Indian Journal of Endocrinology and Metabolism

LETTER TO THE EDITOR
Year
: 2015  |  Volume : 19  |  Issue : 4  |  Page : 533--534

Insulin injection: cutaneous adverse effects


Gitesh U Sawatkar1, Sunil Dogra1, Sanjay Kumar Bhadada2, Amrinder Jit Kanwar1,  
1 Department of Dermatology, Venereology and Leprology, Postgraduate Institute of Medical Education and Research, Chandigarh, India
2 Department of Endocrinology, Postgraduate Institute of Medical Education and Research, Chandigarh, India

Correspondence Address:
Dr. Sunil Dogra
Department of Dermatology, Venereology and Leprology, Postgraduate Institute of Medical Education and Research, Sector 12, Chandigarh - 160 012
India




How to cite this article:
Sawatkar GU, Dogra S, Bhadada SK, Kanwar AJ. Insulin injection: cutaneous adverse effects.Indian J Endocr Metab 2015;19:533-534


How to cite this URL:
Sawatkar GU, Dogra S, Bhadada SK, Kanwar AJ. Insulin injection: cutaneous adverse effects. Indian J Endocr Metab [serial online] 2015 [cited 2020 Apr 7 ];19:533-534
Available from: http://www.ijem.in/text.asp?2015/19/4/533/159067


Full Text

Sir,

We read with great interest the article published in May-June 2015 issue by Tandon et al. titled "The Indian recommendations 2.0, for best practice in insulin injection technique 2015." [1]

Authors have nicely highlighted the correct insulin injection techniques and its importance. Proper insulin administration is equally important as the correct type and dosage of insulin. In routine practice this vital aspect of demonstrating the technique of insulin injection and counseling of the patients if often overlooked. The inappropriately administered insulin not only leads to deranged blood glucose but can lead to many cutaneous adverse effects.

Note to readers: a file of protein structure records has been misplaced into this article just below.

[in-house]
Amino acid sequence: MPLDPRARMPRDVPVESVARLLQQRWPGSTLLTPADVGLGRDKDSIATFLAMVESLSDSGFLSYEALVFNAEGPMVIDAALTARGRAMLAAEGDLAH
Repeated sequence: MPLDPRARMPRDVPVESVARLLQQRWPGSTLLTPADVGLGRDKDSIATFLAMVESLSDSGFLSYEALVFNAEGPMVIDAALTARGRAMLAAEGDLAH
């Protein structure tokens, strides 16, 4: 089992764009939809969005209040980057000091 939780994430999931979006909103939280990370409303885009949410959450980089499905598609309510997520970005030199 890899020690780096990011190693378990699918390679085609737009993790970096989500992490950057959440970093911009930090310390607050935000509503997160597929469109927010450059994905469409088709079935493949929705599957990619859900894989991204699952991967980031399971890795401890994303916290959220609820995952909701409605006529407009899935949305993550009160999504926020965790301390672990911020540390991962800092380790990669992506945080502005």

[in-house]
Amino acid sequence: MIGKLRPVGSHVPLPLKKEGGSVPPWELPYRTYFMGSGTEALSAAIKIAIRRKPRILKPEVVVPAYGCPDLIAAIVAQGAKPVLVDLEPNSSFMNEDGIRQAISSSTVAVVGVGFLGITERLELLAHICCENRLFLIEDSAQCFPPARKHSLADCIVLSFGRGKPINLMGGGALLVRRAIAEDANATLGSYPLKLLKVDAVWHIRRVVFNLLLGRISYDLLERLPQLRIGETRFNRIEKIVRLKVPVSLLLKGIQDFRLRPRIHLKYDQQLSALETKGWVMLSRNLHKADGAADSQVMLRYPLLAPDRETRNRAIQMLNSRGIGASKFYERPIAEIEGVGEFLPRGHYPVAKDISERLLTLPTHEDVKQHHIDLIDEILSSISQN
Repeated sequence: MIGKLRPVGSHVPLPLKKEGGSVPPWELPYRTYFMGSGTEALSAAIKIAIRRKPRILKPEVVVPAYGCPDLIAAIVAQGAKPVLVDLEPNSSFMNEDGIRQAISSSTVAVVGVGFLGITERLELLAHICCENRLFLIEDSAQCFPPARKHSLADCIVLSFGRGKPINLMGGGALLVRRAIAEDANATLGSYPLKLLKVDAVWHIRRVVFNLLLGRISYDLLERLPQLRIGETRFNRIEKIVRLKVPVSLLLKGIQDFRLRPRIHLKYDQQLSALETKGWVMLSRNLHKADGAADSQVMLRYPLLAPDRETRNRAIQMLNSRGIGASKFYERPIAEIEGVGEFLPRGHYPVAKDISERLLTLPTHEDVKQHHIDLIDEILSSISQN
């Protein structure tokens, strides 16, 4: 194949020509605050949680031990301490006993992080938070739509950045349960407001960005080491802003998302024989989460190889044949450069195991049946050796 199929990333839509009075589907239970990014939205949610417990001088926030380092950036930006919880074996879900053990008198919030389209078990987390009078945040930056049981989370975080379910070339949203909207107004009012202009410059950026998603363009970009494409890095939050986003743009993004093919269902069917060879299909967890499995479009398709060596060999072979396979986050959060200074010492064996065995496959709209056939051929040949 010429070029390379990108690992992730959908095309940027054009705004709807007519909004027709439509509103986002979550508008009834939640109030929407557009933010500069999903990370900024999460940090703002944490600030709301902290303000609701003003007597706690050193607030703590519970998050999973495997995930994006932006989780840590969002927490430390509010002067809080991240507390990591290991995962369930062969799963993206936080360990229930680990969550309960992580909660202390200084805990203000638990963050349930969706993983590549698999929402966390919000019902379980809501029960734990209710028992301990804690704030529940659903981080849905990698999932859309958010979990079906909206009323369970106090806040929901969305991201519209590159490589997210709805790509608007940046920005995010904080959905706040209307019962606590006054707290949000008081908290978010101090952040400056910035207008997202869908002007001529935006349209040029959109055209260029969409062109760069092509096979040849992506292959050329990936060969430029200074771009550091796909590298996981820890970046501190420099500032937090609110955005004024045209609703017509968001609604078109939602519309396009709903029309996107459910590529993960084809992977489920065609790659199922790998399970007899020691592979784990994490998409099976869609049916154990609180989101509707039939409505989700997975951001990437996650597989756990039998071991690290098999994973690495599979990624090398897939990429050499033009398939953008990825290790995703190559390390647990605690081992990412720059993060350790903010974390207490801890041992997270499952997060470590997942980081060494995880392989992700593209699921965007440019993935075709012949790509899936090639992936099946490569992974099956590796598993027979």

Local dermal reactions at the site of insulin therapy occur at some point of time in about half of all diabetes patients. [2] Apart from the mentioned adverse effects, some other cutaneous adverse effects needs to be highlighted. Acanthosis nigricans localized at the site of insulin injection is one of the commonly observed adverse effect over sites such as abdomen and arms. [3] Acanthosis nigricans co-localizing with amyloidosis have also been reported following insulin injections. [4]

Postinflammatory hyperpigmentation is also one of the common cutaneous adverse effects following insulin injections, which can have at times a very bizarre presentation. We observed a young female having a whorled pattern postinflammatory hyperpigmentation over abdomen and buttocks, the site of insulin injections [Figure 1]a and b. The patient used to get insulin injections (premixed insulin [human mixtard 30:70]) through her father, reutilizing the needles several times. Multiple use of needles makes the needlepoint blunt. This blunt tipped needle produces more micro-trauma leading to postinflammatory hyperpigmentation. This strange pattern of pigmentation caused a serious cosmetic disfigurement and embarrassment, deterring this young female patient to continue the insulin injections.{Figure 1}

This highlights the importance of patient's counseling and education regarding proper technique of insulin administration in order to avoid such complications and achieve a normal blood glucose level.

References

1Tandon N, Kalra S, Balhara YS, Baruah MP, Chadha M, Chandalia HB, et al. Forum for injection technique (FIT), India: The Indian recommendations 2.0, for best practice in insulin injection technique, 2015. Indian J Endocrinol Metab 2015;19:317-31.
2Anderson JA, Adkinson NF Jr. Allergic reactions to drugs and biologic agents. JAMA 1987;258:2891-9.
3Sawatkar GU, Dogra S, Bhadada SK, Kanwar AJ. Acanthosis nigricans - An uncommon cutaneous adverse effect of a common medication: Report of two cases. Indian J Dermatol Venereol Leprol 2013;79:553.
4Kudo-Watanuki S, Kurihara E, Yamamoto K, Mukai K, Chen KR. Coexistence of insulin-derived amyloidosis and an overlying acanthosis nigricans-like lesion at the site of insulin injection. Clin Exp Dermatol 2013;38:25-9.